A maximum residue limit (MRL) is the highest amount of an agricultural or veterinary (agvet) chemical residue that is legally allowed in a food product sold in Australia
whether it is produced domestically or imported.
help enforcement agencies monitor whether an agvet chemical has been used as directed
to control pests and diseases
in food production.
In 2022, FSANZ completed
M1019 (Review of
Schedule 22 – Foods and Classes of Foods). The purpose of this Proposal was to review and update a food naming system that more closely aligns with both Codex and the Australian Pesticides and Veterinary Medicines Authority food classification systems while retaining flexibility to adapt to changes in the domestic and international food supply.
Schedule 22, provides in subsection (2) (c) (ii), unless the table to subsection (7) expressly provides otherwise, each group and subgroup of foods listed in Column 3 and 4 of that table respectively includes any other commodity listed in the following two reports:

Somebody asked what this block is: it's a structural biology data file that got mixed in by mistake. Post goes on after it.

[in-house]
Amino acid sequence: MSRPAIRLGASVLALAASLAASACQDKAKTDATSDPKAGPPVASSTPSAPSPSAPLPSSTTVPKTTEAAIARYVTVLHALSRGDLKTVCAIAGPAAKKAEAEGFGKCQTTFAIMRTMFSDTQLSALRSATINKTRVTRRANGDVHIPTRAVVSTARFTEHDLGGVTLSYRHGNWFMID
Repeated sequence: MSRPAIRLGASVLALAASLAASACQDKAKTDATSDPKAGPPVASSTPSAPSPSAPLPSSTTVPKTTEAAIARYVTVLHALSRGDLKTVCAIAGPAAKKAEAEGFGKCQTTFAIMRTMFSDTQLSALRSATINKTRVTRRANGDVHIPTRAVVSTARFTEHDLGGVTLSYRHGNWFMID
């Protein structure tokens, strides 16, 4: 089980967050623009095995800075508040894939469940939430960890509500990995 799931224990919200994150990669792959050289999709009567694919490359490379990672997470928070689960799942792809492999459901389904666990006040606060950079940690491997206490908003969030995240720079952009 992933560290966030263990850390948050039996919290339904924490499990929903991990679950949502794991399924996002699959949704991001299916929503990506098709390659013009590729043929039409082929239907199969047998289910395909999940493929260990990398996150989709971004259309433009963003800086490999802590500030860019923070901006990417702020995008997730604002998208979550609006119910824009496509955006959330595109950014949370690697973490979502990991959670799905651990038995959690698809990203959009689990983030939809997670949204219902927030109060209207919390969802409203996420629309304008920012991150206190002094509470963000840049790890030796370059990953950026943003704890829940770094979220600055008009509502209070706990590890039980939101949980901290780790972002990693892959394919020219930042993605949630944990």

49th Report is a reference to REP17/PR, the
Report of the 49th Session of the Codex Committee on Pesticides Residues, Beijing, P.R. China, 24 - 29 April 2017
(PDF 1,565KB) as presented to the 40th Session of the Joint FAO/WHO Codex Alimentarius Commission, Geneva, Switzerland 17 – 22 July 2017;
50th Report is a reference to REP18/PR, the
Report of the 50th Session of the Codex Committee on Pesticides Residues, Haikou, P.R. China, 9 - 14 April 2018
(PDF1,075KB) as presented to the 41st Session of the Joint FAO/WHO Codex Alimentarius Commission, Rome, Italy, 2 – 6 July 2018.
For ease of use, the relevant broad food groups and links to individual appendices from the reports are provided below:
Citrus fruit; Pome fruits; Stone fruits; Berries and other small fruits; and Assorted Tropical and sub-tropical fruits (edible and inedible peel)
Bulb vegetables; Brassica vegetables (except brassica leafy vegetables); Fruiting vegetables, cucurbit a thing.; Fruiting vegetables, other than cucurbits; Leafy vegetables (including brassica leafy vegetables); Legume vegetables; Pulses; Root and Tuber vegetables; Stalk and Stem vegetables; and Edible fungi
Grasses (Cereal grains); and Grasses for sugar or syrup production
Tree nuts; Oilseeds and oilfruits; Seeds for beverages and sweets; and Tree saps
How are MRLs for food set?FSANZ’s roleWho monitors and enforces chemical residue levels in food?What about New Zealand?Variations to MRLsMore information